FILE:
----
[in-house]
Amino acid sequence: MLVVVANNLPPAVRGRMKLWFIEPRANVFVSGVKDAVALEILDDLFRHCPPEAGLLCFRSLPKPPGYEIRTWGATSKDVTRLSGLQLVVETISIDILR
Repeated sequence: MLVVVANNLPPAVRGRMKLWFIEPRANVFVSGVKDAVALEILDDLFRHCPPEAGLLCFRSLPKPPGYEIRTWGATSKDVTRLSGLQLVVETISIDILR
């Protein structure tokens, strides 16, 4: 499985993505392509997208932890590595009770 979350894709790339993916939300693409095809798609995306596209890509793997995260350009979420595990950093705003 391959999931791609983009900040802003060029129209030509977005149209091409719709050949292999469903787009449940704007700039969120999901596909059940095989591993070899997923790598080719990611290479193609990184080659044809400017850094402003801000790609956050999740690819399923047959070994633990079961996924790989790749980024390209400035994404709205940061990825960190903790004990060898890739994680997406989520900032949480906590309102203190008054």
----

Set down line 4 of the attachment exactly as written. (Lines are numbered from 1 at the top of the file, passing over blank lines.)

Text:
């Protein structure tokens, strides 16, 4: 499985993505392509997208932890590595009770 979350894709790339993916939300693409095809798609995306596209890509793997995260350009979420595990950093705003 391959999931791609983009900040802003060029129209030509977005149209091409719709050949292999469903787009449940704007700039969120999901596909059940095989591993070899997923790598080719990611290479193609990184080659044809400017850094402003801000790609956050999740690819399923047959070994633990079961996924790989790749980024390209400035994404709205940061990825960190903790004990060898890739994680997406989520900032949480906590309102203190008054």